Star Trek Fans

How Star Trek Shaped Me As A Man & Can Shape Us As A People


Over the many years I’ve been on Facebook, I’ve gushed so much about how much I love Star Trek, and I know you’re probably sick of it by now. But today is the 50th Anniversary of the first episode, and I just wanted to share a few personal thoughts on why the show means so much to me.

I can’t tell you how much Star Trek has meant to me as a person. I first fell in love with the show watching The Original Series in reruns after school. By the late 1980s, I was addicted to its sequel, The Next Generation. And of course, I breathlessly watched all of the movies as they came out in the theatres. It played such an instrumental part in the formation of my values and morality as a young man watching that show. It meant so much to that young boy, and to the man I’ve become. It speaks to every fibre of my being.

Star Trek captures everything about the human condition, and about all that humanity IS capable of. As dark as it sometimes can get, Star Trek is a show driven by optimism, and the hopes and dreams of one tiny planet, amongst a sea of neighbors we may not even know yet. Admittedly, we’ve got a long ways to go on our own small planet, before we can truly hope to populate space with that kind of hope and goodwill, but it all starts with a dream.

You may say you hate Science-Fiction, but despite all the tecnobabble you may hear, Star Trek was never about gadgets and science. It is about people. People from all genders, races, religions, creeds, orientations, and yes…species…all trying to get along in the Universe, and trying to find peace and common ground. It is an allegory. In the mid-1960s, television shows simply could not talk about racism, classism, sexism, etc. Science Fiction was the perfect cover, and was used as a way to address social issues in a vaguely familiar way, but set in a distant future and in a far off place. It allowed the creator, Gene Roddenberry, to tackle the injustices he saw in the turbulent world around him. And spoiler alert: the same issues which are plaguing our world today. Star Trek has used analogous alien species and fictional conflicts to address real world problems, such as sexism, racism, the Israeli-Palestinian conflict, the Cold War, bioethics, Artificial Intelligence and sentience, capital punishment, religious intolerance, bigotry, class warfare, and even drug abuse, to name a few. Star Trek is not some action-packed adventure story with ray-guns and bad prosthetics (I mean, yeah, that’s all there)! Star Trek was the most cutting edge and provocative show of its generation, and STILL CAN BE! The job is not done. Star Trek still has a vital role to play in our society.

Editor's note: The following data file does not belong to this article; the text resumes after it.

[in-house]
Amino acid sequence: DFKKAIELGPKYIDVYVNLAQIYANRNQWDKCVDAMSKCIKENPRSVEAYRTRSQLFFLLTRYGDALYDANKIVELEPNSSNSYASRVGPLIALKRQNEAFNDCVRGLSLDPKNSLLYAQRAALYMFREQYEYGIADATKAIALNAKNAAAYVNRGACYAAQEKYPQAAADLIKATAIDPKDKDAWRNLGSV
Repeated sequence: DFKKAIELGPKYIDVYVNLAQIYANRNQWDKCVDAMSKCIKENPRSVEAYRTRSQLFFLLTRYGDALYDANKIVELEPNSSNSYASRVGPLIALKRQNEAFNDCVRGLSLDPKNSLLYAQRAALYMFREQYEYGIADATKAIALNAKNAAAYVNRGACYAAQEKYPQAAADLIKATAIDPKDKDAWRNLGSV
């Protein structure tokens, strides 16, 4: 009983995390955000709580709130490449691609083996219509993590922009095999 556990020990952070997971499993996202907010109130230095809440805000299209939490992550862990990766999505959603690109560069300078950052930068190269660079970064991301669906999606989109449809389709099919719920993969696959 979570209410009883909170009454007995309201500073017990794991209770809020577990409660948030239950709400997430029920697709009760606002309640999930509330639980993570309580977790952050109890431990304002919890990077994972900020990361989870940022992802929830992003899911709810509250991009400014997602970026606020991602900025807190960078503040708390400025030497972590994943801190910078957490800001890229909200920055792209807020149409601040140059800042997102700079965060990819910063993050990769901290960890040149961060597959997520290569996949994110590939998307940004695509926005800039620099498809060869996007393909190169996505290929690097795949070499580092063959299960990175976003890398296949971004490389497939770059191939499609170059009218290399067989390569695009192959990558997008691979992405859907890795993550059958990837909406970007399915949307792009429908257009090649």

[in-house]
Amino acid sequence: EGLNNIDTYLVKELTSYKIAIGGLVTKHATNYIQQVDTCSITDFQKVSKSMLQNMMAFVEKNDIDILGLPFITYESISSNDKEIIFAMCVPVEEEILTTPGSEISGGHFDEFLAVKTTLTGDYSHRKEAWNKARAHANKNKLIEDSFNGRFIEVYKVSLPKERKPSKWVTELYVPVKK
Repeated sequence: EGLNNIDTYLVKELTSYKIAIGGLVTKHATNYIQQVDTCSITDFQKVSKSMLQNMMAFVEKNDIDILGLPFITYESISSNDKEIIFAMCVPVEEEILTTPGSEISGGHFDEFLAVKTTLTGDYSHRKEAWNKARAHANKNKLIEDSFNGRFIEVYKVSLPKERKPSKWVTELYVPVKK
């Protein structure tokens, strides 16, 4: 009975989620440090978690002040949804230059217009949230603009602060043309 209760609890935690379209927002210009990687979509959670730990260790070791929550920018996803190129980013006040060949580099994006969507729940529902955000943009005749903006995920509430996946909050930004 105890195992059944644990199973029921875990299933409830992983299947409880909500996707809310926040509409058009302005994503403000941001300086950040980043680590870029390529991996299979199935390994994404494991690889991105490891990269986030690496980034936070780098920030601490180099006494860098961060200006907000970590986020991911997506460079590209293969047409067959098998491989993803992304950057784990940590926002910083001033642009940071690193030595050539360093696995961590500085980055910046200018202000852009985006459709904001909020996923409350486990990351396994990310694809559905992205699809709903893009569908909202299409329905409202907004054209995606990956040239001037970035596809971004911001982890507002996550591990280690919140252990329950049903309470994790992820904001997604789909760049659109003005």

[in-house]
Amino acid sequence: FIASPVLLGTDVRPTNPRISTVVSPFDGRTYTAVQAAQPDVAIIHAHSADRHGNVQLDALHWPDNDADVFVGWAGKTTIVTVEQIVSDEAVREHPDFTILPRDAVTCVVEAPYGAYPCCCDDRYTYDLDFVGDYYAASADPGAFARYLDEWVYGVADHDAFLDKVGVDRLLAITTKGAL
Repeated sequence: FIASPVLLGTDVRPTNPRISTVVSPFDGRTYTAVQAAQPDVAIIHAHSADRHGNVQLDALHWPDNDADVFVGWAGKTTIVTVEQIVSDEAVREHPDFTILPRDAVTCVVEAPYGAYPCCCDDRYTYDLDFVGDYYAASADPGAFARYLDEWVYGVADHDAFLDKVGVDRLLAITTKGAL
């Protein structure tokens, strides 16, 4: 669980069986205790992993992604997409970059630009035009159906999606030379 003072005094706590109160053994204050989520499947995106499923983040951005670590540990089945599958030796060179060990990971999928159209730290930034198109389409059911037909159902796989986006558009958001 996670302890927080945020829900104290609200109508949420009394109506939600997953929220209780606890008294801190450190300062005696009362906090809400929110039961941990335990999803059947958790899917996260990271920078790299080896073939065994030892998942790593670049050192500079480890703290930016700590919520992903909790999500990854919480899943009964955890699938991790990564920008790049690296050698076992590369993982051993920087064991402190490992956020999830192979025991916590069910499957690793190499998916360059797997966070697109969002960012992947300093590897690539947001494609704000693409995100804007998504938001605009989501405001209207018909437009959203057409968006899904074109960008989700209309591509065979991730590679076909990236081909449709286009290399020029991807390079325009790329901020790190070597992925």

You see, Star Trek is not about space, but about the space in between. The space between you and me, and how we can close that gap, bridge that gulf that lies between us. It’s about an idea. An idea that humankind has a future in space, and can be ambassadors of peace and tolerance. But first, we must start with ourselves. That’s not Science-Fiction. But it could be Science-FACT. It’s already within us, we just need to have the courage to be able to find it before it’s too late.

My friend Bill Doughty expressed a few thoughts on Star Trek that I’ve shared below. He meaningfully articulates some points that I may have missed. His words, like mine, are love letters. Love letters to a show that has given generations of hopeful dreamers a place to hang their hats, and hold out hope for tomorrow. A chance to boldly go where no one has gone before…